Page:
Percacciolo said that following exposure, a county employee must quarantine for 14 days but that because Sheriff’s Department personnel are considered essential workers “they should be coming to work wearing their masks, social distancing, taking their temperatures twice a day” and going between their homes and their jobs without stopping en route.

“That’s the quarantine,” she said. “We can’t continue services without the essential employees.” However, she added, “if they become symptomatic, they have to go home. They cannot work if symptomatic.”

Bumgarner mentioned a case in the Bureau of Emergency Services in which an employee who tested positive worked two shifts, exposing six colleagues.

“We obviously can’t send six dispatchers home and figure out what to do without them,” she said. “So, they’re required to come to work as long as they stay asymptomatic.”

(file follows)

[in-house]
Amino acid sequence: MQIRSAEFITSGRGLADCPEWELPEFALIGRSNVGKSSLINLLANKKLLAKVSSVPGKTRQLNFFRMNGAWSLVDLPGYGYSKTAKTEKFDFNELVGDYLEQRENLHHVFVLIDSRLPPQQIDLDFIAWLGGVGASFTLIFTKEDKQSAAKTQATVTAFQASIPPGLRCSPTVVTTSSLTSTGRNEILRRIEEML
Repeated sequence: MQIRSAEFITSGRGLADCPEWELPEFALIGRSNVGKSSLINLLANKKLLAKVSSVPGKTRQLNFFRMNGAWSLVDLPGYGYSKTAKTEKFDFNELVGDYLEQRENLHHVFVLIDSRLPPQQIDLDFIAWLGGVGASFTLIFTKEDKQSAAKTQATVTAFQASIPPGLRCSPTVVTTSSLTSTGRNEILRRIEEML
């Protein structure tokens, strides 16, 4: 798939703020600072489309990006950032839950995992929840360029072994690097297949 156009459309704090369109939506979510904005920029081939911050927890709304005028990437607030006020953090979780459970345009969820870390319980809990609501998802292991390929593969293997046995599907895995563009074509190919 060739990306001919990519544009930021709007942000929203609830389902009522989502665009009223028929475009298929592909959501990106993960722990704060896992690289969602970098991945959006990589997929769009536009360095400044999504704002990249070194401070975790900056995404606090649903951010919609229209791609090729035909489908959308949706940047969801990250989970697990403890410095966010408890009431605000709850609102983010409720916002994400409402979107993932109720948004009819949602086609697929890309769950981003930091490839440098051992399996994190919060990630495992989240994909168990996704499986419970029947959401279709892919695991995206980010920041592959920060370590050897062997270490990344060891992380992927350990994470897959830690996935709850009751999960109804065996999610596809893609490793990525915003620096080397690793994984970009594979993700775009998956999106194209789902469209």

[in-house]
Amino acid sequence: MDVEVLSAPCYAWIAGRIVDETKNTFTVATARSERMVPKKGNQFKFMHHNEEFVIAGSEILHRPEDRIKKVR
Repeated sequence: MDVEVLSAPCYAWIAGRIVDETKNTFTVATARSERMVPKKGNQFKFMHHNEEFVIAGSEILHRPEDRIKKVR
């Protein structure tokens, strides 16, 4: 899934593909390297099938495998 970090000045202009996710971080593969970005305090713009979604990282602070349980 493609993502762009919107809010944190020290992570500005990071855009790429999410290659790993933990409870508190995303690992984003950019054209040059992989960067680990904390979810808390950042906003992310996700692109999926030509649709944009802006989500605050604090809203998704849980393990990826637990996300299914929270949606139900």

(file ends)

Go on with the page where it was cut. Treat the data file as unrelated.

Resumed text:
One dispatcher protested, Bumgarner continued, “and we basically said: ‘You don’t have a choice. You are required to come back to work. If you don’t, we’ll take whatever remedies we have available to us.’”

Legislator Nancy Montgomery, who represents Philipstown and serves on the Personnel Committee, questioned that approach. “Wouldn’t it be in the best interests of our county departments, and world as a whole,” for an employee who had been exposed “to not go out” to work? She noted that a Bureau of Emergency Services employee died of COVID-19 complications. 

Nacerino, though, argued that, “as a county, we all march to the same rules.”

Both Bumgarner and Nacerino invoked higher authorities, such as the federal Families First Coronavirus Response Act (FFCRA).